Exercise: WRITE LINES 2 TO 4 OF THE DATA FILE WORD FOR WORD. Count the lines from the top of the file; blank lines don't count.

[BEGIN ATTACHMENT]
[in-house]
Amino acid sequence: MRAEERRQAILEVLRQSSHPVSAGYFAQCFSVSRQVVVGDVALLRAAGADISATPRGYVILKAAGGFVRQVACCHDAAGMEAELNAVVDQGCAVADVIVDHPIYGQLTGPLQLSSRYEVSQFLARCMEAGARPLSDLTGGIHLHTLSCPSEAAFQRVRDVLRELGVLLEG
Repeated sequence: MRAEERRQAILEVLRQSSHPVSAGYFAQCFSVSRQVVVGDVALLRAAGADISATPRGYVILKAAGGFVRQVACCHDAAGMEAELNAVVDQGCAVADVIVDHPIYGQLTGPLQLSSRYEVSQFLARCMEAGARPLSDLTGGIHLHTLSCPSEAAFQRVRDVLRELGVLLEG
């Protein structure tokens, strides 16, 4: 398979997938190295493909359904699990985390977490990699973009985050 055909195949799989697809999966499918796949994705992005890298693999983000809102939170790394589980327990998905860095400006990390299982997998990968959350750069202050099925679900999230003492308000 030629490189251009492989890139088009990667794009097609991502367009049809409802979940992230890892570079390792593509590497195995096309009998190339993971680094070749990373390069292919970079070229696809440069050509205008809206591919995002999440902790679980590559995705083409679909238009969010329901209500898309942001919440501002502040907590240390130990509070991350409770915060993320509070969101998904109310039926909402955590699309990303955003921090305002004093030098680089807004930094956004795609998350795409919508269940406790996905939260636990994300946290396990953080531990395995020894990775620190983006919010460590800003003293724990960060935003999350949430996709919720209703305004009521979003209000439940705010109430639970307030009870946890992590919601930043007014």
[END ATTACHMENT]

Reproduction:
Amino acid sequence: MRAEERRQAILEVLRQSSHPVSAGYFAQCFSVSRQVVVGDVALLRAAGADISATPRGYVILKAAGGFVRQVACCHDAAGMEAELNAVVDQGCAVADVIVDHPIYGQLTGPLQLSSRYEVSQFLARCMEAGARPLSDLTGGIHLHTLSCPSEAAFQRVRDVLRELGVLLEG
Repeated sequence: MRAEERRQAILEVLRQSSHPVSAGYFAQCFSVSRQVVVGDVALLRAAGADISATPRGYVILKAAGGFVRQVACCHDAAGMEAELNAVVDQGCAVADVIVDHPIYGQLTGPLQLSSRYEVSQFLARCMEAGARPLSDLTGGIHLHTLSCPSEAAFQRVRDVLRELGVLLEG
């Protein structure tokens, strides 16, 4: 398979997938190295493909359904699990985390977490990699973009985050 055909195949799989697809999966499918796949994705992005890298693999983000809102939170790394589980327990998905860095400006990390299982997998990968959350750069202050099925679900999230003492308000 030629490189251009492989890139088009990667794009097609991502367009049809409802979940992230890892570079390792593509590497195995096309009998190339993971680094070749990373390069292919970079070229696809440069050509205008809206591919995002999440902790679980590559995705083409679909238009969010329901209500898309942001919440501002502040907590240390130990509070991350409770915060993320509070969101998904109310039926909402955590699309990303955003921090305002004093030098680089807004930094956004795609998350795409919508269940406790996905939260636990994300946290396990953080531990395995020894990775620190983006919010460590800003003293724990960060935003999350949430996709919720209703305004009521979003209000439940705010109430639970307030009870946890992590919601930043007014």